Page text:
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"A prayer before worship," read the screen at the front of the tidy church, its oak-and-white simplicity spruced up with poinsettias, garland, wreaths, and Christmas trees outfitted with gold and white ornaments fashioned along Christian themes (a crown and cross, a star, three interlocking rings symbolizing the Trinity). "Heavenly Father, we come to worship you with hearts at peace because of the forgiveness of sins you have given us. On this day of celebration of the Epiphany, when the Gentiles came to worship the Christ, cause us to pray for and promote mission work throughout the world. Let your salvation be known to the ends of the earth, and use us to carry this out."That emphasis on an active God and a receptive humanity (" cause us to pray," "let your salvation be known," " use us") showed up again and again during the Epiphany Sunday service. (Epiphany, noted Pastor Lowell Smith, was the day when the Magi found the infant Jesus and paid Him homage; the day "when the glory of the Lord was revealed in the coming of Jesus.") The reading from Isaiah testified that "thick darkness is over the peoples, but the Lord rises upon you and His glory appears over you." Lamenting the foolishness of our own sins during the sermon, Smith said, "All we can do is cry out to God, 'Lord, I am sorry. Forgive me; give me a new start.' That's why we need the glory and the light to shine upon us, for it is God who must come into the world to change us."

About the Magi, he said, "God put it upon their hearts -- the desire that they needed to go and find for themselves.... Isn't that amazing? That God put that kind of conviction inside them...and then gave them the perseverance to follow through with that? God also protected them from being deceived by King Herod.... Their whole journey had its hopes and dreams fulfilled."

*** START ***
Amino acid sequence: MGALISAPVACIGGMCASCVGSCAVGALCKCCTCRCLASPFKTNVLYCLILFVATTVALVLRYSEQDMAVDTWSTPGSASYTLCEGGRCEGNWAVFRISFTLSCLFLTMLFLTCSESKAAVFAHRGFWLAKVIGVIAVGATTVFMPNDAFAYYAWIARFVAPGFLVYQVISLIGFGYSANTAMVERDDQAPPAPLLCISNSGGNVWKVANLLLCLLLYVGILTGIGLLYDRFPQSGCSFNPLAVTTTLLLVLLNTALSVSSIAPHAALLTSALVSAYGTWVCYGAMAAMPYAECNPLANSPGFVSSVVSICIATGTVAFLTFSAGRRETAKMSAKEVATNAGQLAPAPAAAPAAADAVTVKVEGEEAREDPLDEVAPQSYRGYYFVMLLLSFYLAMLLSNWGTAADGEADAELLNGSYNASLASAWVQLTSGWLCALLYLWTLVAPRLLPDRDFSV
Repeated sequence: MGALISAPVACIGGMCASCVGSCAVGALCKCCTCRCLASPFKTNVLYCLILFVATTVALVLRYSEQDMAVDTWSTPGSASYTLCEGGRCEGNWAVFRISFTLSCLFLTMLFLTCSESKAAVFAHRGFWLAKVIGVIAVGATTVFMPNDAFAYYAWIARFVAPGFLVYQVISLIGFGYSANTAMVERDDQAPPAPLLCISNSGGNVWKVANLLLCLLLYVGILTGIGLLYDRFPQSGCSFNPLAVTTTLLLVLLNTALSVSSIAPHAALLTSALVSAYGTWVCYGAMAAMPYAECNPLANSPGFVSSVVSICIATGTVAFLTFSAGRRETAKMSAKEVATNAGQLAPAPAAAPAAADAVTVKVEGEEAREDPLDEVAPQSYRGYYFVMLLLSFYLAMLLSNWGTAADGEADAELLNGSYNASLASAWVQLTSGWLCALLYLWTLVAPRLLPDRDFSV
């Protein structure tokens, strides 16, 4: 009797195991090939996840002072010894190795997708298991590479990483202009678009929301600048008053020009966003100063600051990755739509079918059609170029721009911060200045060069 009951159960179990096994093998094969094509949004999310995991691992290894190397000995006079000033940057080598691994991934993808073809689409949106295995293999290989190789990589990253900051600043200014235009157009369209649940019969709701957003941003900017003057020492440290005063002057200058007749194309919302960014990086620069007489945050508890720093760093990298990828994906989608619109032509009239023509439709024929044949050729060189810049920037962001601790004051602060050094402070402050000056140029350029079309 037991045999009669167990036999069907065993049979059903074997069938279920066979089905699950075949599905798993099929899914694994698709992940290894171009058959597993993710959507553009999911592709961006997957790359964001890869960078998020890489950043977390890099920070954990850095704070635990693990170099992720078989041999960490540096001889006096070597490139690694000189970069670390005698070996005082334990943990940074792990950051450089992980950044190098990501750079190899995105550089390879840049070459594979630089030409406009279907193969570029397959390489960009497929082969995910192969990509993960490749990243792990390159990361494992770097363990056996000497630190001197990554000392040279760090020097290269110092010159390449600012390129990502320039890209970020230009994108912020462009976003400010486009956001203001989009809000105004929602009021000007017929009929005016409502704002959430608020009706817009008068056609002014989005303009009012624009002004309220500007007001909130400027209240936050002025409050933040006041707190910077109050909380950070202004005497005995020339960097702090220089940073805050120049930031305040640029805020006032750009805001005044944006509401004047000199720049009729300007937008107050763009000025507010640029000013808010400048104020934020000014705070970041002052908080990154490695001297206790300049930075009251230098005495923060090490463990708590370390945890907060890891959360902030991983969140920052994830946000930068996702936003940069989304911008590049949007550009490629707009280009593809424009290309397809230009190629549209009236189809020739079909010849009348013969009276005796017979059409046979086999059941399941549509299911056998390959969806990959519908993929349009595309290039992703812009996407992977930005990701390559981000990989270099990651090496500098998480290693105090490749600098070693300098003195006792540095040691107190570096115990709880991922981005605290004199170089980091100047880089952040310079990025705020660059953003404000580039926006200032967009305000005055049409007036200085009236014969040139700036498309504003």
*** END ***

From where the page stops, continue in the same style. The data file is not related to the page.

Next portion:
Even the exhortation to evangelization that followed sounded a passive note: "God has chosen you out of the world...and given you the privilege of being a spokesman for the Lord Jesus Christ.... There are people among the people you know who may come to faith in Jesus Christ by the message that you share.... My friends, it is with the same kind of perseverance that God works in your lives to enable you also to proclaim the praise of your Lord, to find people whom you can influence...to bring them to the Lord Jesus Christ. You'll see that you too can have your hopes and dreams fulfilled."

The Canticle that followed kept up the theme. "Create in me a clean heart, O God, and renew a right spirit within me. Cast me not away from Your presence.... Restore to me the joy of your salvation."

Communion is, of course, reception par excellence . Smith recited the words of the institution with the same matter-of-fact, precise delivery he used throughout the service. The congregants stood shoulder-to-shoulder around the base of the Sanctuary to receive the Sacrament. An assistant moved along the line, distributing one morsel per phrase of his admonition, so that by the time he had finished saying, "Take and eat; this is the true body of our Lord and Savior Jesus Christ, given unto death for all your sins," five congregants had received. Pastor Smith followed in like manner with the cup, so that four people received during his recitation of "Take and drink; this is the blood of our Lord Jesus Christ, poured out for you on the cross for the forgiveness of your sins." Finally, the assistant administered the sacrament to Smith -- even the pastor received.

Against all this receptivity was the notion of praise; in praise, the action of the faithful was stressed -- humanity's response to God. (Mostly, anyway: the psalm did use the somewhat passive " Let the people praise you, O God" as its refrain.) If the Kyrie was a plea for mercy, the Gloria was an offering of praise: "We worship you, we give you thanks..." From the Introit, sung in rich harmony by the chancel choir: "No ear has ever caught such great glory; therefore will we in victory sing hymns of praise eternally." From the opening hymn: "Vainly we bring him the richest of offerings.... Richer by far is the praise that the heart brings." The hymn of the day: "Sing hosanna! Heavenly manna/ Tasting, eating/ Whilst Thy love in songs repeating." The first verse of the Isaiah reading began, "Arise, shine..."

And from Smith's sermon: speaking of the Magi, he said, "God has penetrated them, and they come with their thank-offerings.... They're going to come with their gifts of praise to God." He marveled at "the future day when all these nations will gather in eternity...and sing praise to their Lord for what He has done for them."

Reformation Evangelical Lutheran Church

4670 Mt. Abernathy Avenue, Clairemont

Denomination: Wisconsin Evangelical Lutheran Synod

Founded locally: 1963

Senior pastor: Lowell Smith

Congregation size: 350

Staff size: 10, including teachers

Sunday school enrollment: varies, but over 90 enrolled in Lutheran elementary school

Annual budget: around $700,000

Weekly giving: around $6700

Singles program: no

Dress: ranging from dressy to a step above casual

Diversity: mostly Caucasian

Sunday worship: 8 a.m., 10:30 a.m.

Length of reviewed service: 1 hour

Website: reformationsandiego.org

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